Idaho House passes bill opening libraries to civil lawsuits over "harmful" books
A bill that would allow parents to sue libraries that lend “harmful” material to their children without prior permission is headed to the Senate.
House lawmakers signed off on the measure 40-30, with a few Republicans joining Democrats in opposing it.
Those families who successfully sue could earn $2,500 per violation in civil court. It would apply to community libraries, as well as those in K-12 schools both public and private.
Rep. Tony Wisniewski (R-Post Falls) said some of the books in his local library system are vile.
“If any one of you would show that to your children or grandchildren, you’re sexually abusing them,” Wisniewski said.
He didn’t say which books he’s referring to.
Rep. Julianne Young (R-Blackfoot) agreed with him. She repeated a point she made during the bill’s public hearing last week.
Young mentioned a book depicting a father sexually abusing his daughter. To her, that’s completely inappropriate for a minor to read and doesn’t agree that these books can be helpful to those who’ve experienced sexual assault.
“That, I believe, is a form of sexual abuse of children,” she said.
Materials that have been repeatedly referred to during committee hearings and other debates over the past year largely include LGBTQ themes or are sexual education books.
Any book, magazine or other material depicting “nudity, sexual conduct, sexual excitement, or sado-masochistic abuse” could be flagged as obscene, depending on a community’s standards.
The bill defines sexual conduct as “any act of masturbation, homosexuality, sexual intercourse, or physical contact with a person's clothed or unclothed genitals, pubic area, buttocks or, if such person be a female, the breast.”
“Private schools can’t have books of two dudes kissing or doing anything that homosexuals do? Come on,” said Rep. Chris Mathias (D-Boise).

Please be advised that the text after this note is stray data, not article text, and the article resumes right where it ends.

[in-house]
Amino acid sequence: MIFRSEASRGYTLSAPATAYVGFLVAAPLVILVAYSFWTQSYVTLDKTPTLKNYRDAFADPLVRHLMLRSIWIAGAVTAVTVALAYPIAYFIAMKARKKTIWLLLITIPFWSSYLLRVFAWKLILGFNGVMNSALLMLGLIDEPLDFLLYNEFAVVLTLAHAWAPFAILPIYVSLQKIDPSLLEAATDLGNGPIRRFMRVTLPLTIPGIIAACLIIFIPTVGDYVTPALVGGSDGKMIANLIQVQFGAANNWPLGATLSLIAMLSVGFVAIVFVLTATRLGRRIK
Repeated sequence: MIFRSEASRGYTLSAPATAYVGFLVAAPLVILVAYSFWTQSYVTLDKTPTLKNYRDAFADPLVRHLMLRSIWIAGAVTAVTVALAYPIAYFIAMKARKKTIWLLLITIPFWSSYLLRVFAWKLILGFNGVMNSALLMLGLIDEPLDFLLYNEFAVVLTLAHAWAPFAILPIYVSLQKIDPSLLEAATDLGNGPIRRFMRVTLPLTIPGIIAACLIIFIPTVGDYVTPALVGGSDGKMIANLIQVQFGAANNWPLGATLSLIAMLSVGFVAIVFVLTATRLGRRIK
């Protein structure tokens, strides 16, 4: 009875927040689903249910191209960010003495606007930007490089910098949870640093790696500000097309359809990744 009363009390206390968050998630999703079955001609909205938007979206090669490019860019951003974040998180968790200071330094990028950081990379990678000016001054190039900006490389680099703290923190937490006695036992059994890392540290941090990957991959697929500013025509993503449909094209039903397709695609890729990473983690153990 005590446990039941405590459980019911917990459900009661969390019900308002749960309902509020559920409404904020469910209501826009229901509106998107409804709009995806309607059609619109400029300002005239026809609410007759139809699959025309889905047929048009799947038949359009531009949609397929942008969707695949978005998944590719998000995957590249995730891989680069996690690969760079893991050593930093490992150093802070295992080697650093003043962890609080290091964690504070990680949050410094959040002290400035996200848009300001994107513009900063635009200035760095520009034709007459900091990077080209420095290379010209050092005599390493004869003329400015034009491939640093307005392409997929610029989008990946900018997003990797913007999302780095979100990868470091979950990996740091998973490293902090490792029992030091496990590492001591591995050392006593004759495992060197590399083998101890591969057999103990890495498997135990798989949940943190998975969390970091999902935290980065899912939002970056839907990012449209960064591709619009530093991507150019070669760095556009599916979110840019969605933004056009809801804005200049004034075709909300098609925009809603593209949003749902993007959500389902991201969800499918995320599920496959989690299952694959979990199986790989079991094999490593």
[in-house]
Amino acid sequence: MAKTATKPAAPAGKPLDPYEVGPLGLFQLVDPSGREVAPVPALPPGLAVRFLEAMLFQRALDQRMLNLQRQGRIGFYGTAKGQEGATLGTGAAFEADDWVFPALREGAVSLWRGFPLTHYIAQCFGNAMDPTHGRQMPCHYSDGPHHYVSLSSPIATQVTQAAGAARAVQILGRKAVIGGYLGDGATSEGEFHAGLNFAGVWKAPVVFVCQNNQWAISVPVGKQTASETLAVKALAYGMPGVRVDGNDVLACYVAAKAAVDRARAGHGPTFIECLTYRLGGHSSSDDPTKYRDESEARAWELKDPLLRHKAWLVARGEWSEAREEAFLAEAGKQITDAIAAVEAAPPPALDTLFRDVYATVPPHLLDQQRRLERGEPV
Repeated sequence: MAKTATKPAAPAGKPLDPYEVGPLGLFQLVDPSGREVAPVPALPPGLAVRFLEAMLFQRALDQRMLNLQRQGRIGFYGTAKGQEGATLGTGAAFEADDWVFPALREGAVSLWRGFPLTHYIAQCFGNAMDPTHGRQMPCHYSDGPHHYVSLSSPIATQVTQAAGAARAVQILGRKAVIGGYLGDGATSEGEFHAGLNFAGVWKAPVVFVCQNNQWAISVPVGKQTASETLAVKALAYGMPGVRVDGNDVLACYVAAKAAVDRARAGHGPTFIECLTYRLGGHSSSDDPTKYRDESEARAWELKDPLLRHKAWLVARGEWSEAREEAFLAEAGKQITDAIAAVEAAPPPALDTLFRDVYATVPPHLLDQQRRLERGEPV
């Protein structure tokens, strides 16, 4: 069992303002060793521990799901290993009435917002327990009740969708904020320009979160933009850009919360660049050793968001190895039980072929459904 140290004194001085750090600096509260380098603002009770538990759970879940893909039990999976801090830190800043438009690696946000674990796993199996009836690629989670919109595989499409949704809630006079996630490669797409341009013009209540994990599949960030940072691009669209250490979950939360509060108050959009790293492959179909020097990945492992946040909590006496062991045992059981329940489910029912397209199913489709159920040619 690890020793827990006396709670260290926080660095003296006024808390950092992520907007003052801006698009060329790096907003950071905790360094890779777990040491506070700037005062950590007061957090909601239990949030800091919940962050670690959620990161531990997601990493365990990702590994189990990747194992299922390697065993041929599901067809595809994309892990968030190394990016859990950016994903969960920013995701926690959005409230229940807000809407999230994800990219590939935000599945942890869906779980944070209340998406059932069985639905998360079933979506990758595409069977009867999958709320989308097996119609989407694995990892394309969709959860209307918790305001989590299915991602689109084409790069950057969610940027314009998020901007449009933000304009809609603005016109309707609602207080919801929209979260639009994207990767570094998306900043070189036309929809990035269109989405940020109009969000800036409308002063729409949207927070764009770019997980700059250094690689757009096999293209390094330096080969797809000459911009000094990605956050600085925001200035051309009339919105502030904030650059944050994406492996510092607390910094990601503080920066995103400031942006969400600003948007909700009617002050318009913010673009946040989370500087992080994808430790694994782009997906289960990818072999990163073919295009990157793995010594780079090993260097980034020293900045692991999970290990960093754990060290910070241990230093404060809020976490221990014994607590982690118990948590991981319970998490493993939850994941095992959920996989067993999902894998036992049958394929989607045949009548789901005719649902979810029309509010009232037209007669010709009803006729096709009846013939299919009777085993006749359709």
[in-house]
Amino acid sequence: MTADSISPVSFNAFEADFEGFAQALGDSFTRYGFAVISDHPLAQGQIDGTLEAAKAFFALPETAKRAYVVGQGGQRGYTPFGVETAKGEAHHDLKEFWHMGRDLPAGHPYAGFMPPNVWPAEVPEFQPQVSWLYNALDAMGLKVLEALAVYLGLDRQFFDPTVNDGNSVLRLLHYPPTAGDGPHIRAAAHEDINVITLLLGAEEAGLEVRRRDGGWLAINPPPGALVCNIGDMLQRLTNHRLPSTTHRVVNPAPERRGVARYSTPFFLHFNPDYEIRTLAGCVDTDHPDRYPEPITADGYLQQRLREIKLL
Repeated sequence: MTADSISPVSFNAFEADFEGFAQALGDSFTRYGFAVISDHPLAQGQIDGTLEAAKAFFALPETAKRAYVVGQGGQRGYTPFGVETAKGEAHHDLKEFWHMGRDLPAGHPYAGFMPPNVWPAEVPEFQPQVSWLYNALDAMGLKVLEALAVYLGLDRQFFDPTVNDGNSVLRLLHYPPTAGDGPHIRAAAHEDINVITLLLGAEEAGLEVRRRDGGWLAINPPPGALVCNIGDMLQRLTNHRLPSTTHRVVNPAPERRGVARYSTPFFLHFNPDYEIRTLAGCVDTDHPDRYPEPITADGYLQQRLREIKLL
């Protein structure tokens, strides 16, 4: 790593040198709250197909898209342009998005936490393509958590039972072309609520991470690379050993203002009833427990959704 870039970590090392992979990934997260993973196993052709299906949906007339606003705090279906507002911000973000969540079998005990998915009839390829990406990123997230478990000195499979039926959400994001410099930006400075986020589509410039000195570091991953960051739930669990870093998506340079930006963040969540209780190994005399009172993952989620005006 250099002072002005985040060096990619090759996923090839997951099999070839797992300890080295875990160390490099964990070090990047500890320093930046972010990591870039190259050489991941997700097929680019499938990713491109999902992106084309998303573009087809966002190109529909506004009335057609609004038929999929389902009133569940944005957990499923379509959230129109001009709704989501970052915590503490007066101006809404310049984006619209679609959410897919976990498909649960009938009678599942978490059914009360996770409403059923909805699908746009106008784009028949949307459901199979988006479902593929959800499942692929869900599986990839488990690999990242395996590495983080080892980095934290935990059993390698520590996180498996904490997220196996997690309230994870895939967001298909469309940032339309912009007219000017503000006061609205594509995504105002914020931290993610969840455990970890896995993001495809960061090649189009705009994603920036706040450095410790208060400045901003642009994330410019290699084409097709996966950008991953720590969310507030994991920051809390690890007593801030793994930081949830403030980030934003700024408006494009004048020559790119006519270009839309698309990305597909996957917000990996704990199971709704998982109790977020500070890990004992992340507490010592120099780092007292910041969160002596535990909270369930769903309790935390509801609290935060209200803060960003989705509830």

Outside of those definitions, the legislation includes “any other material harmful to minors,” which concerned several lawmakers as being too broad.
Rep. Jerald Raymond (R-Menan) said he’s counseled people who’ve struggled with pornography addiction at his church.
Not one of them were exposed to porn at their local library, Raymond said.
While he said he’d like to “go after” the authors of these books or producers of controversial movies, Raymond said he swore an oath to uphold the Constitution that protects them.
Instead, “I think that the bad books that we’ve talked about need to be on shelves and collect dust. I think the good books need to be dog-eared and be read many, many times,” he said.
Rep. Lori McCann (R-Lewiston) also accused the sponsor, Rep. Jaron Crane (R-Nampa) of “committee shopping” since a prior version of the bill failed in the House Education Committee.
The latest legislation cleared the House State Affairs Committee last week, which is chaired by Crane’s brother and another of the bill’s co-sponsors, Rep. Brent Crane (R-Nampa).
Several lawmakers objected, resulting in a six-minute meeting behind closed doors with McCann and leaders from both parties.
The bill now goes to the Senate for consideration. Legislation that would charge librarians with a misdemeanor for lending these materials to kids passed the House last year, but never got a hearing in the Senate.
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